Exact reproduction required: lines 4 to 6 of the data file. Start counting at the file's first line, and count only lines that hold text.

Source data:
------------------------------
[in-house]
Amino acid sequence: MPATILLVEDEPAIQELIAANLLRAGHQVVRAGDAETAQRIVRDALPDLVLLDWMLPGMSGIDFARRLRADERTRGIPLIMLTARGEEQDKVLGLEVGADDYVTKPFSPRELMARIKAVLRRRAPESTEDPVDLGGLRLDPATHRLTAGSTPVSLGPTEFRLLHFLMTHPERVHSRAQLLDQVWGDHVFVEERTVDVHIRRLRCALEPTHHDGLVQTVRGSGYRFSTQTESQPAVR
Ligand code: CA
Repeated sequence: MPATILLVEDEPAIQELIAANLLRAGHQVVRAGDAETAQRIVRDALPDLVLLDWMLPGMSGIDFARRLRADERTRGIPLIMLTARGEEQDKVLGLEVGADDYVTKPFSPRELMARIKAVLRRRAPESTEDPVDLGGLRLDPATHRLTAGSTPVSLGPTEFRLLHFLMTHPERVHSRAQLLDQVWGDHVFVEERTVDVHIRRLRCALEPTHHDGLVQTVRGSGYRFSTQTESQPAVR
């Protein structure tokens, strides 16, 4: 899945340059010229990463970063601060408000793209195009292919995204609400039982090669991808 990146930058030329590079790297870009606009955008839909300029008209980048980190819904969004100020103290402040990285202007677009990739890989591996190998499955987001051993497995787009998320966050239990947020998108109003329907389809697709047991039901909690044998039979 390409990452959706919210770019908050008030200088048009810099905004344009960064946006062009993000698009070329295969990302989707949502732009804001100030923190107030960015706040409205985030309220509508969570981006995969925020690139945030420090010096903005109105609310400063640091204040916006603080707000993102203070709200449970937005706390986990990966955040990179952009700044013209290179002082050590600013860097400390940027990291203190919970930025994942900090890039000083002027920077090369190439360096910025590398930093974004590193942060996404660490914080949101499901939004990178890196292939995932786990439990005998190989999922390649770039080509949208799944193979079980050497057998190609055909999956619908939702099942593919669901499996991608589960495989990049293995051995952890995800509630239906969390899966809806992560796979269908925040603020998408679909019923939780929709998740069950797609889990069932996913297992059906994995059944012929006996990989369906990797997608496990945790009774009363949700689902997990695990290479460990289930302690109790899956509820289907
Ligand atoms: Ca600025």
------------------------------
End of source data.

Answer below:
Repeated sequence: MPATILLVEDEPAIQELIAANLLRAGHQVVRAGDAETAQRIVRDALPDLVLLDWMLPGMSGIDFARRLRADERTRGIPLIMLTARGEEQDKVLGLEVGADDYVTKPFSPRELMARIKAVLRRRAPESTEDPVDLGGLRLDPATHRLTAGSTPVSLGPTEFRLLHFLMTHPERVHSRAQLLDQVWGDHVFVEERTVDVHIRRLRCALEPTHHDGLVQTVRGSGYRFSTQTESQPAVR
């Protein structure tokens, strides 16, 4: 899945340059010229990463970063601060408000793209195009292919995204609400039982090669991808 990146930058030329590079790297870009606009955008839909300029008209980048980190819904969004100020103290402040990285202007677009990739890989591996190998499955987001051993497995787009998320966050239990947020998108109003329907389809697709047991039901909690044998039979 390409990452959706919210770019908050008030200088048009810099905004344009960064946006062009993000698009070329295969990302989707949502732009804001100030923190107030960015706040409205985030309220509508969570981006995969925020690139945030420090010096903005109105609310400063640091204040916006603080707000993102203070709200449970937005706390986990990966955040990179952009700044013209290179002082050590600013860097400390940027990291203190919970930025994942900090890039000083002027920077090369190439360096910025590398930093974004590193942060996404660490914080949101499901939004990178890196292939995932786990439990005998190989999922390649770039080509949208799944193979079980050497057998190609055909999956619908939702099942593919669901499996991608589960495989990049293995051995952890995800509630239906969390899966809806992560796979269908925040603020998408679909019923939780929709998740069950797609889990069932996913297992059906994995059944012929006996990989369906990797997608496990945790009774009363949700689902997990695990290479460990289930302690109790899956509820289907
Ligand atoms: Ca600025």